LA Closes Clinic Catering To Porn Industry

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Los Angeles County has ordered a health clinic that serves the porn industry to close. State regulators say there was a problem with the clinic's application to become a community clinic. The facility tests actors for STDs ... and maintains a database porn producers use to check performers' medical statuses.

GUY RAZ, host:

To Los Angeles now, where regulators have shut down a medical clinic that caters to the adult-film industry. The clinic was operating without a proper license, and it came under fire this week from a former adult film star who tested positive for HIV.

NPR's Mandalit Del Barco has the story.

MANDALIT DEL BARCO: For the past 12 years, the Adult Industry Medical Healthcare Foundation, or AIM, has been testing performers for sexually transmitted diseases. Its clinic provided the results to film producers. But this week, the clinic was ordered to stop.

Mr. AL LUNDEEN (Spokesman, California Department of Public Health): They're required to have a license to operate. They do not.

DEL BARCO: Al Lundeen is a spokesman for California's public health department. He says AIM's clinic only has a physician's license. State officials denied the nonprofit's application for a community clinic license. For one thing, Lundeen says, the clinic didn't have what's known as a transfer policy for patients.

Mr. LUNDEEN: If they needed greater care than what's available at the clinic, if they needed some kind of emergency care, they just have an agreement with a nearby hospital to transfer the patient to that facility. They have communicated to us that they're working on that.

DEL BARCO: In the meantime, the clinic is closed for further testing of STDs, though performers and producers can still pick up past results.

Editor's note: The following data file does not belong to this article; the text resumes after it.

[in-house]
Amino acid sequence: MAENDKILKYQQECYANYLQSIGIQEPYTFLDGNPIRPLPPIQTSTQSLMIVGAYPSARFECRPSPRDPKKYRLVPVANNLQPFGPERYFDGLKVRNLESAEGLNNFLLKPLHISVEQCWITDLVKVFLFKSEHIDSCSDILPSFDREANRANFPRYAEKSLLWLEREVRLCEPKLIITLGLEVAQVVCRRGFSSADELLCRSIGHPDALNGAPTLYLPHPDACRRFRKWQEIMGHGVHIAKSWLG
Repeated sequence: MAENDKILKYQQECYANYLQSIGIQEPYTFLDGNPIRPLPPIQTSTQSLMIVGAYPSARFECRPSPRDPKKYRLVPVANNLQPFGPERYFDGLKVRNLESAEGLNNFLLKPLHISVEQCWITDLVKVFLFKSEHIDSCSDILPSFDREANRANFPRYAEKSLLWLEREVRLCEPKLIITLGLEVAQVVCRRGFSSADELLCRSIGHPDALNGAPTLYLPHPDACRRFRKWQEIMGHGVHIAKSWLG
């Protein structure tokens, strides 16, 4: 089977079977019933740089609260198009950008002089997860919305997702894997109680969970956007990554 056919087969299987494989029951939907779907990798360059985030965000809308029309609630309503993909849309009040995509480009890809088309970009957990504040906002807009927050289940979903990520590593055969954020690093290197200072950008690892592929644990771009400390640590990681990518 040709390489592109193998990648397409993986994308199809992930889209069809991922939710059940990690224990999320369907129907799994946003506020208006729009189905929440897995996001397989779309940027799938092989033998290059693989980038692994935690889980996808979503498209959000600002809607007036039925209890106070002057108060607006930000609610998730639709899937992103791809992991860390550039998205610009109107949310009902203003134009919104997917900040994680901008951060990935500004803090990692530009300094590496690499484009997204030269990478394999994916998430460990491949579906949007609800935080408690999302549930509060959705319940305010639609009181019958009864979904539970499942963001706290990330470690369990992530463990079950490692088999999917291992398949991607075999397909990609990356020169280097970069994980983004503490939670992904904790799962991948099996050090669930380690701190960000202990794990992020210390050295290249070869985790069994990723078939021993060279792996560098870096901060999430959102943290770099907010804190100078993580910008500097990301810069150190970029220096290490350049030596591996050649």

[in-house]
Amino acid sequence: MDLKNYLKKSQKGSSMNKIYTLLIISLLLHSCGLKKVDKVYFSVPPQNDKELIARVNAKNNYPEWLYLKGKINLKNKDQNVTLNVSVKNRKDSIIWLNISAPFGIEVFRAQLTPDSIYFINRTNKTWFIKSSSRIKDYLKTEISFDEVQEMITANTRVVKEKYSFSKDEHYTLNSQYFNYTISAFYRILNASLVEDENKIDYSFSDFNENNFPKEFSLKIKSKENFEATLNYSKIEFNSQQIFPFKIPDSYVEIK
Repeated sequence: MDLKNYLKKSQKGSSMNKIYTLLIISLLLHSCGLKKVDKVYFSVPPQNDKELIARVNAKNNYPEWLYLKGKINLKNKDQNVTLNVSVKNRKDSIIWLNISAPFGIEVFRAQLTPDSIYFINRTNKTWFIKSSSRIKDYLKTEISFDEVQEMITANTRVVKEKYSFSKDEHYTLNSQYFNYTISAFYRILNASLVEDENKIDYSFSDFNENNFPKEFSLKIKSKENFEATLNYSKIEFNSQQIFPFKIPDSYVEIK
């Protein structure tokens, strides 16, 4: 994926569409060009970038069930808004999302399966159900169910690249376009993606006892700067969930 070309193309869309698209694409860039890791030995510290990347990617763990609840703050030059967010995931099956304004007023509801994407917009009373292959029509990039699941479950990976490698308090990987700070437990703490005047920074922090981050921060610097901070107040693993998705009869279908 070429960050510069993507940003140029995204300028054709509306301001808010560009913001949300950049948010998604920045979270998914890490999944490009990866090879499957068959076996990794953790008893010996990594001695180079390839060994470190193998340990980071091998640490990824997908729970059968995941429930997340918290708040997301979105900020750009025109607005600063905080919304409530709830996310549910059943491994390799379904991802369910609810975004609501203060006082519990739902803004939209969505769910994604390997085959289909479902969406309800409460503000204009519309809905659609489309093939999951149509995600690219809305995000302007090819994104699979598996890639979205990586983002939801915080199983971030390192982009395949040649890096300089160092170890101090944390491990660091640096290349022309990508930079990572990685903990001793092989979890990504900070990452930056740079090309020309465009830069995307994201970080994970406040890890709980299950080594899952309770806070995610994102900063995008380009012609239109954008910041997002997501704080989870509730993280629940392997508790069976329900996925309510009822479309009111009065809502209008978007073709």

(Soundbite of ringing)

Unidentified Woman: AIM Healthcare.

DEL BARCO: The clinic is still answering the phone, but not granting any interviews. The directors issued a statement saying they're listing locations where performers can have their blood and urine collected. Porn producers like Steve Hirsch, who heads Vivid Entertainment, says the news will not stop them from shooting films.

Mr. STEVE HIRSCH (Porn Producer, Vivid Entertainment): We absolutely will not let any performer work on our sets without being tested. We think that AIM does a great job but in the meantime, we have several other options.

DEL BARCO: The decision to close down AIM's clinic came on the heels of criticism by former porn actor Derrick Burts. The 24-year-old told reporters the clinic staff never gave him support or advice after he tested positive for HIV.

Mr. DERRICK BURTS (Former Porn Actor): AIM wasn't there to protect me or help me. You know, I went two months without help from anybody in the industry - no producers reached out to help me. You know, this multibillion-dollar industry - they can't get it together to help their performers. That hurt me, and it let me down.

DEL BARCO: Burts is calling for mandatory condom use on all porn shoots. He told the L.A. Times gay productions require condoms but not testing, and heterosexual shoots worked the other way around.

Mr. BURTS: What they tell you in porn is that if - you know, you're not going to make any money if you wear a condom. You know, there's no - viewers don't want to see that. So I didn't even know you had an option to wear a condom on set. I always just thought, you know, you had to do bareback.

DEL BARCO: The president of the AIDS Healthcare Foundation, Michael Weinstein, applauds the shutdown of AIM's clinic, which he says gave producers an excuse not to require condoms.

Mr. MICHAEL WEINSTEIN (President, AIDS Healthcare Foundation): Well, we finally removed the fig leaf from the porn industry. AIM has been impersonating a health clinic for 12 years.

DEL BARCO: Weinstein is demanding adult-film productions be shut down until condom use is required of all performers.

Mandalit Del Barco, NPR News.

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